The overflowing embarrassment of death metal riches of 2018 was always going to be tough to follow when 2019 rolled around. Not that the year has been lacking in quality death metal, but for the most part the genre hasn’t blown me away. Perhaps an unheralded act is capable of stealing the show as the year winds down. Enter Greece’s Vultur, set to unleash their sophomore album, Drowned in Gangrenous Blood. Making it clear from the outset, Vultur is an uncompromising unit, hellbent on laying waste to the opposition through a steadfast commitment to the core values of death metal, where modern polish or quirks are dispensed for an oppressive sound that could loosely fall under the old Incantation-core or caverncore banners.
Armed with a charmingly gory album title, Vultur boasts a sound that steers well clear of flashy embellishments, while maintaining a raw and rugged aesthetic, riddled in filthy muck and topped with an ugly sonic platform courtesy of the stripped back, rough production values. Vultur hammer out grisly slabs of cavernous, rotten old school death, taking a no-frills approach with their riffy, doom-laden formula of destruction. Guttural vocals erupt over dense riffage and a cacophony of hack-sawing guitars and bludgeoning percussion. All the elements are in place for a good old blast of underground death, boasting an early ’90s deathly charm, featuring influences of various notable acts, such as Morbid Angel, Immolation, older Gorguts, and Autopsy.
When Vultur garnish their caveman clubbing delivery with flesh crawling slower passages and doomy beatdowns, such as the potent mid-section groove of “Return to Soil,” the material pops with a little more bite and menace to supplement the barrage of blasts, double bass and thrashier tempos. Opener “Groans of Excruciating Torture” is a barbaric early indicator of the Vultur experience, pure savagery and heart-on-sleeve death. However, the song struggles to maintain much traction in the memorability stakes. With its slow burning fuse, grotesque vocals and pummeling death-doom rumble, “High on Adrenochrome” finds a sweet balance between sinister atmosphere, catchy writing, and structural dynamics. Vultur‘s speedier forays have their strengths, though when they choose to mix up the tempos and embrace their crushing slower-to-mid-paced inclinations, the thunderous results are more compelling. This doesn’t quite occur as often as I’d like, but on songs like the aptly titled “Crushing the Ribcage,” Vultur sustain greater interest.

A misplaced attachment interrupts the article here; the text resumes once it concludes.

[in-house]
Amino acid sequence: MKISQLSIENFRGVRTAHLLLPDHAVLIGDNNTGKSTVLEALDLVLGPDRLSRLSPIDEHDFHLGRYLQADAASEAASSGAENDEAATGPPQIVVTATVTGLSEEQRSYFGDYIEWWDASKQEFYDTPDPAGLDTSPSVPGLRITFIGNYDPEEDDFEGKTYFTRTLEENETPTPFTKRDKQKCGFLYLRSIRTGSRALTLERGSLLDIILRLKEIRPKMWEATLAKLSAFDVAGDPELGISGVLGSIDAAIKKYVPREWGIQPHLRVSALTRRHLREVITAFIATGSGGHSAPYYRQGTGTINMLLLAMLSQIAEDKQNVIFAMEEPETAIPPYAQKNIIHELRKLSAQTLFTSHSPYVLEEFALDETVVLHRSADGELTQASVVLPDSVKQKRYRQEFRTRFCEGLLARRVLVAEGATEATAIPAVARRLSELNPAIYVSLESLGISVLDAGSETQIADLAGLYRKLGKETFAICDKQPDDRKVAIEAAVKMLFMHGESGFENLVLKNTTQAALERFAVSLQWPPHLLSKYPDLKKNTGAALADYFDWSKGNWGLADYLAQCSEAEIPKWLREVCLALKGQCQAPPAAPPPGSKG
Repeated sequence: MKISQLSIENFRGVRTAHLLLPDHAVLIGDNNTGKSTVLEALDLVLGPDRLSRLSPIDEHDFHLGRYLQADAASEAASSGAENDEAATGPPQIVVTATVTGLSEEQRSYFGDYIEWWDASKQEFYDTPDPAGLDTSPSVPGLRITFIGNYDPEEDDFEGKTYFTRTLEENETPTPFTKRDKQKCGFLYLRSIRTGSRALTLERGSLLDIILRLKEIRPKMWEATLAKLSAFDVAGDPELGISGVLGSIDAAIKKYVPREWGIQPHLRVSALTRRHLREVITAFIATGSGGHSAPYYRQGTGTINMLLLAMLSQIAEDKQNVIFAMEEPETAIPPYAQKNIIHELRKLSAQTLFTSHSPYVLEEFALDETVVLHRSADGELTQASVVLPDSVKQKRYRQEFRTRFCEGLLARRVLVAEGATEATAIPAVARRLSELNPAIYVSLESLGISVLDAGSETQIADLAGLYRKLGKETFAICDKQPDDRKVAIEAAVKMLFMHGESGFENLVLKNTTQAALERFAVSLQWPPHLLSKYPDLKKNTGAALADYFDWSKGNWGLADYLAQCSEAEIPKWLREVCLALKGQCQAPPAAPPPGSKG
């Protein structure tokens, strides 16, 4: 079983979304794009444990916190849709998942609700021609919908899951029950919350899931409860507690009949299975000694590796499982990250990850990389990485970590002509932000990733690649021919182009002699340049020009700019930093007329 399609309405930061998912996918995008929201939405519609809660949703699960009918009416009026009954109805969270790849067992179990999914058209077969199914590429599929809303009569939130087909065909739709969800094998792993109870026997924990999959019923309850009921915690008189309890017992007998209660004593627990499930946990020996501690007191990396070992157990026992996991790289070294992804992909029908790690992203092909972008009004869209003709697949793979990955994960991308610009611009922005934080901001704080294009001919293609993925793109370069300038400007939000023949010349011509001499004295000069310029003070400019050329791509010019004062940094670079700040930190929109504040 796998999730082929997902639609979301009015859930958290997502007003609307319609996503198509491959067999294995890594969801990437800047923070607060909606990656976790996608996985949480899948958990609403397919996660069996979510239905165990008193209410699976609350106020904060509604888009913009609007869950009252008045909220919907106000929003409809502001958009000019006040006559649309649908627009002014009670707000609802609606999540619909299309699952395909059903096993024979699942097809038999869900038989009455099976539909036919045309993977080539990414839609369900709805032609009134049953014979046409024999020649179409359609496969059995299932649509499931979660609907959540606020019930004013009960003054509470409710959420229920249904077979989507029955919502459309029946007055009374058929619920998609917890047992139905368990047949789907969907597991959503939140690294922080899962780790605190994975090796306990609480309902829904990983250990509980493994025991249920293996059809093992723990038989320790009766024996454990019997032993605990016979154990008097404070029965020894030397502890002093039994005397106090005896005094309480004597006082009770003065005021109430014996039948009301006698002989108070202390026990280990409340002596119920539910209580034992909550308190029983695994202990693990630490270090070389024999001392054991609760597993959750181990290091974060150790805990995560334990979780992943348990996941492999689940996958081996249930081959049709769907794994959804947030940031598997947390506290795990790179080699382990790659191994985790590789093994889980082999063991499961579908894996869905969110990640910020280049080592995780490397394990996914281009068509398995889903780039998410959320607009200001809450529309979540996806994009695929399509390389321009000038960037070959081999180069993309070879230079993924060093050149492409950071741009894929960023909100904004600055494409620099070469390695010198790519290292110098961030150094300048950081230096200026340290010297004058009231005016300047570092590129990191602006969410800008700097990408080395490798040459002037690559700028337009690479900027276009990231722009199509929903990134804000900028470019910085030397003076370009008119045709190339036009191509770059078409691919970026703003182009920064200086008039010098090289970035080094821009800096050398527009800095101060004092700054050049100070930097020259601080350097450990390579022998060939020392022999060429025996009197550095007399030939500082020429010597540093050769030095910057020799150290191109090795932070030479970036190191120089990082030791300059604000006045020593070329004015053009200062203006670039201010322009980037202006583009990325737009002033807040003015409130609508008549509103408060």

Vultur lean on the side of efficiency, cutting the album down to a lean 36 minutes and avoiding the tedious trait of tacking on unnecessary interludes or throwaway intro or outro tracks. Solid musicianship binds the band’s bludgeoning sound together, highlighted by some excellent bass playing. Fundamentally, there’s nothing especially wrong with the savagely feral sound Vultur have cultivated. The brutal, no-holds barred delivery is historically the kind of death metal I consume gleefully. Problem is, the material comes across a bit monotonous on occasions, particularly in the vocal and riff departments, and lacking in truly remarkable or catchy moments to warrant a more heartfelt recommendation. It’s unfortunate, as Vultur clearly possess the tools and ingredients to create a sizable rumble and impact, assuming they can harness their strengths into a more complete and consistently engaging package, evidenced on the handful of stronger cuts here.
Drowned in Gangrenous Blood is a solid album, not without its ragged charms. The raw brutality of the material, coupled with muddied sonic makeup and guttural execution, makes for an unvarnished and relentlessly punishing listen, featuring some noteworthy moments. Unfortunately the songwriting can’t quite match the band’s well placed intentions, resulting in a fun but disposable album that lacks the songwriting firepower to excel to more substantially gratifying levels.